Over and over and over again, characters begin a musical number by colorfully speaking the lyrics, and then encourage the characters around them to join in the song - a lame attempt at explaining why the music is present in a musical. Jonathan Larson loved music. He wrote a musical with upwards of forty songs. There is no need to apologize for that. Such apologies and tiresome efforts to reform Rent as a down-and-dirty straight play are, in actuality, weak and wimpy copouts that go against the intention of the piece and do the audience no favors in terms of storytelling.

The performances - other than the aforementioned Maureen, Joanne, and Collins - are all pretty ghoulish. Alan Schmuckler’s Mark, a character that typically leads the cast, is here more of an ignored secondary character. As Roger, Derrick Trumbly gets through “One Song Glory” comfortably, and has some touching moments with Mimi (a overly hardened and responsible Grace Gealey), but lacks rock star bravado.

The night I attended “Rent”, Esteban Cruz, the actor who usually plays Angel, was out, and in was his understudy, Wesley Dean Tucker. As Tucker is an understudy, his portrayal does not reflect the production during an average performance, but the actor’s Angel is, far and away, the most empathetic, kind, and personable I have ever seen. Tucker injects some much-needed humanity into the stale show, and his relationship with Collins (Alex Agard) is the emotional core of this “Rent”. Angel’s eventual fate hit me much harder than I am used to.

For “Rent”, American Theater Company’s space is reconfigured as an alley, with the audience on two sides of the theatre, an arrangement that compliments the venue well. Collette Pollard’s grungy set is an imaginative blend of cold concrete and white-hot color saturation. David Hyman’s costumes have that same visual juxtaposition, with Angel’s tattered sexy-Santa suit looking more alluring, and fierce than it ever has before. Those bright threads of color standing out on bleak concrete are a striking metaphor for everything that “Rent” is and, in this case, should be.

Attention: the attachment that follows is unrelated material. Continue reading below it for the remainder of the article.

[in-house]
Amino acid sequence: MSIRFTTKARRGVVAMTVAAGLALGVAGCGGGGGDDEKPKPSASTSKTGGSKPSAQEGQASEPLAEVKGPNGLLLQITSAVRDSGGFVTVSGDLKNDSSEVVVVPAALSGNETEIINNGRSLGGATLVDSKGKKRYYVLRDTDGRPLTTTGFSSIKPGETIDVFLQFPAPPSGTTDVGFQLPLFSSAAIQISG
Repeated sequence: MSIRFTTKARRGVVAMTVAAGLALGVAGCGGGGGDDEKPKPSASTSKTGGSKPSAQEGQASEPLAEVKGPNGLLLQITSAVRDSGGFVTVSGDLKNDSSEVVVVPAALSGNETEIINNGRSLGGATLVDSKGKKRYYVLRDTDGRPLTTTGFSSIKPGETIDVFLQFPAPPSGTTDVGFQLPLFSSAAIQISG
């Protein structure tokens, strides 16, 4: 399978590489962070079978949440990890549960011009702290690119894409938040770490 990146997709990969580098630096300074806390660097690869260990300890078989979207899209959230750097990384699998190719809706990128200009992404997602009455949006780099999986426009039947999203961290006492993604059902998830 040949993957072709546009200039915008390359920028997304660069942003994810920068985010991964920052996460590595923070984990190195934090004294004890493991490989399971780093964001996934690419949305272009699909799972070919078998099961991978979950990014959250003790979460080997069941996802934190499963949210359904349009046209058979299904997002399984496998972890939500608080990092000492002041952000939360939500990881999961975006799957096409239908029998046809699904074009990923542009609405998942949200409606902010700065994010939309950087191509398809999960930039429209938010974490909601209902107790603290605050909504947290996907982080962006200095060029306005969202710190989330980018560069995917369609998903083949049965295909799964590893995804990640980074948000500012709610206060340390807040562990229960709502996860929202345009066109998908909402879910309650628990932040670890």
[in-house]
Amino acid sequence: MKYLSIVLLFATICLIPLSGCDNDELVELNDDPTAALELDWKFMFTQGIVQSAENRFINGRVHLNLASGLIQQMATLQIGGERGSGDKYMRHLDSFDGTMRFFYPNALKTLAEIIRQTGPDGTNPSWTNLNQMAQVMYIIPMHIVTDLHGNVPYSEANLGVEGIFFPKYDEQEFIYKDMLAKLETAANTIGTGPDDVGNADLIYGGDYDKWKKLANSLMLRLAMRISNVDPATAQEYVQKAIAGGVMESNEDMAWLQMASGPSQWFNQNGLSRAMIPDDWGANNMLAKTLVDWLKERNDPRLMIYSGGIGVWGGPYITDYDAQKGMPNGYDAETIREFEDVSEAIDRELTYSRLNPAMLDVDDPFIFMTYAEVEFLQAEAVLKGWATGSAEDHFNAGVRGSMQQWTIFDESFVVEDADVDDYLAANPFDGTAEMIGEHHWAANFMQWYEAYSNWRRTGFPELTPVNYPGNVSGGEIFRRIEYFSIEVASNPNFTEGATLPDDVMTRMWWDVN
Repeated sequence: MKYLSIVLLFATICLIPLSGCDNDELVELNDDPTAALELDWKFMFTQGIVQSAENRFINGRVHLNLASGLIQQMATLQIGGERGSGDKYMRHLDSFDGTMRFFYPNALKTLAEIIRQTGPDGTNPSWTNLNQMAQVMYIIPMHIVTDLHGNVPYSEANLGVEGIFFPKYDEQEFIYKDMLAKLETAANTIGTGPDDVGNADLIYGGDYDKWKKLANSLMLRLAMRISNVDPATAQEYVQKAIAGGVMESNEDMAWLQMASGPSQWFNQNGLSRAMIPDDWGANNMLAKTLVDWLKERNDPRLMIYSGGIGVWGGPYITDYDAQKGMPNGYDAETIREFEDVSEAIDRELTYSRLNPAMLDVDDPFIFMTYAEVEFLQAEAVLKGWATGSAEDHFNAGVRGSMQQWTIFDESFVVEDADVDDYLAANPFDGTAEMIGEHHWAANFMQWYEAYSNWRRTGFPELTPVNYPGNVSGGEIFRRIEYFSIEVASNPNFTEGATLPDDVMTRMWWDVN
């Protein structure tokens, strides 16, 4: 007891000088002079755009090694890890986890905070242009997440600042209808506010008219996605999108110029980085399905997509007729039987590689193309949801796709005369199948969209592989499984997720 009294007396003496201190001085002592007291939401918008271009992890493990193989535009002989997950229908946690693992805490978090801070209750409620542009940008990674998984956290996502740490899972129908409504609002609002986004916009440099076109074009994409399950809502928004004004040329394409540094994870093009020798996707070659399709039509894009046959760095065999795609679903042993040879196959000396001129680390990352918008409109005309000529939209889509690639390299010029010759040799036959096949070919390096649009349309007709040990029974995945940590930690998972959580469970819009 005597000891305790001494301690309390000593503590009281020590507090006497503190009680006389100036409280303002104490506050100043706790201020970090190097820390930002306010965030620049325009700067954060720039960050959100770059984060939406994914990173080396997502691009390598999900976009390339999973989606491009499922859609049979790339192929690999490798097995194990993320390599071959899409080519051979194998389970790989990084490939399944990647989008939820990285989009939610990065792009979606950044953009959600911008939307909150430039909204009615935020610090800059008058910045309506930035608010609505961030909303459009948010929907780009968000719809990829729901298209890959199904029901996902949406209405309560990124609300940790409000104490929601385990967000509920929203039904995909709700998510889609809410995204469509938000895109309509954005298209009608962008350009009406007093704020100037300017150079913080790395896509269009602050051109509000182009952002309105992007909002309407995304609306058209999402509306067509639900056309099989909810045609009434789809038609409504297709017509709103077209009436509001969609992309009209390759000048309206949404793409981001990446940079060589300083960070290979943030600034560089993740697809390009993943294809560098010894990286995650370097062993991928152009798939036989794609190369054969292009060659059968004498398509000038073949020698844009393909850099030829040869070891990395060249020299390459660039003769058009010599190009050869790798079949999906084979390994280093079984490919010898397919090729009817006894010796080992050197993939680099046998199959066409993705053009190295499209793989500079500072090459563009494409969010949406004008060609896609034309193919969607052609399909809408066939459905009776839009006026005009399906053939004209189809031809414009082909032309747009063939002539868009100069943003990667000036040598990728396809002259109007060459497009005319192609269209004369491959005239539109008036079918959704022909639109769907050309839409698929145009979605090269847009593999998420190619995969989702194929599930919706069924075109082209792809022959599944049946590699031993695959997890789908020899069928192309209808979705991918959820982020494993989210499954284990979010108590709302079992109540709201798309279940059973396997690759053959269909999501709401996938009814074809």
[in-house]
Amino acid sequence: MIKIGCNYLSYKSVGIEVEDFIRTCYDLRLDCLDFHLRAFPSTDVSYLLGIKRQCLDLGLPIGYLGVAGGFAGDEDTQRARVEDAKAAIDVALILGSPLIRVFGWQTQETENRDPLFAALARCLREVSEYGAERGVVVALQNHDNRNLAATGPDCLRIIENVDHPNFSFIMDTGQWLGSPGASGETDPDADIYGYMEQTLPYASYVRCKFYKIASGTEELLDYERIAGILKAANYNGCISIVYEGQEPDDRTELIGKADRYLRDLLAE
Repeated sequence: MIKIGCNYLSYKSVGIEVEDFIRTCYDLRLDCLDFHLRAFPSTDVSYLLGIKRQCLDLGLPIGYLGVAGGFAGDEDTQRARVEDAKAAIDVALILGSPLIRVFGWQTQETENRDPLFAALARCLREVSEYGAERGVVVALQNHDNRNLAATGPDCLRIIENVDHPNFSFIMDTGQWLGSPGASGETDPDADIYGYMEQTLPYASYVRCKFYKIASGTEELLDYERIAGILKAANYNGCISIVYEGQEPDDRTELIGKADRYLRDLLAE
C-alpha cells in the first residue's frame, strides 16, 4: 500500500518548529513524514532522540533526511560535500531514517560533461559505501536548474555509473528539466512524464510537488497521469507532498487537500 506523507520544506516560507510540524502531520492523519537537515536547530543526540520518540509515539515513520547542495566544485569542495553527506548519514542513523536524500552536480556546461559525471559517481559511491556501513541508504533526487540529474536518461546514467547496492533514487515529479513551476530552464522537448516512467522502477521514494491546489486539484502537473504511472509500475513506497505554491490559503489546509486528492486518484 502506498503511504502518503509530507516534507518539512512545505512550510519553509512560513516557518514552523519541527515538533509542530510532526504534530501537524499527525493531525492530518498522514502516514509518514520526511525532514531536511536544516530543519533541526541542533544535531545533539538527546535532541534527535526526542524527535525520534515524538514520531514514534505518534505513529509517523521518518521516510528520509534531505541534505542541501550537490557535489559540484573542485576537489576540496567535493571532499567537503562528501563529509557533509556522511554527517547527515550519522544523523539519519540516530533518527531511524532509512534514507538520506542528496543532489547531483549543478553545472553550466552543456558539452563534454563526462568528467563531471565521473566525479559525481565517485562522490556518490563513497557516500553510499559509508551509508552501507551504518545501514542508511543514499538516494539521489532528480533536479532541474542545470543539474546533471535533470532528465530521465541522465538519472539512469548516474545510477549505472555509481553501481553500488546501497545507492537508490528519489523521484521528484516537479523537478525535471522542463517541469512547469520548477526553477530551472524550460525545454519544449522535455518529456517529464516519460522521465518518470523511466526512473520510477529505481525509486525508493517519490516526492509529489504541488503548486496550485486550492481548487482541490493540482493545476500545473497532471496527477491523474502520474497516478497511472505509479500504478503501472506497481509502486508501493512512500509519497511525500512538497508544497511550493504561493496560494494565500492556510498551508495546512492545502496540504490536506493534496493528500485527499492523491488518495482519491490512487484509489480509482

In “Rent”s 1980’s East Village, life was terribly harsh for poor, struggling artists. The AIDS epidemic was rapidly spreading, assisted by rampant misinformation and lack of action. Larson, who died of an aortic aneurysm in 1996 the day before the show opened at the New York Theatre Workshop, saw parallels to the artistic lifestyle and the spread of Tuberculosis of 1840’s Paris in “La bohème”. Both pieces face harsh realities, and though perhaps “Rent”s are a tad more morbid, with drugs and urban poverty playing integral roles, it’s the unrelenting positivity of these Bohemians throughout time that have allowed them to survive. Cromer’s “Rent”, though, is populated by victims whose passions are mostly reduced to mumbles and despondency. It’s a wonder that they are even able to get up in the morning.

“Rent” with a book, music, and lyrics by Jonathan Larson, runs at American Theater Company through June 17th.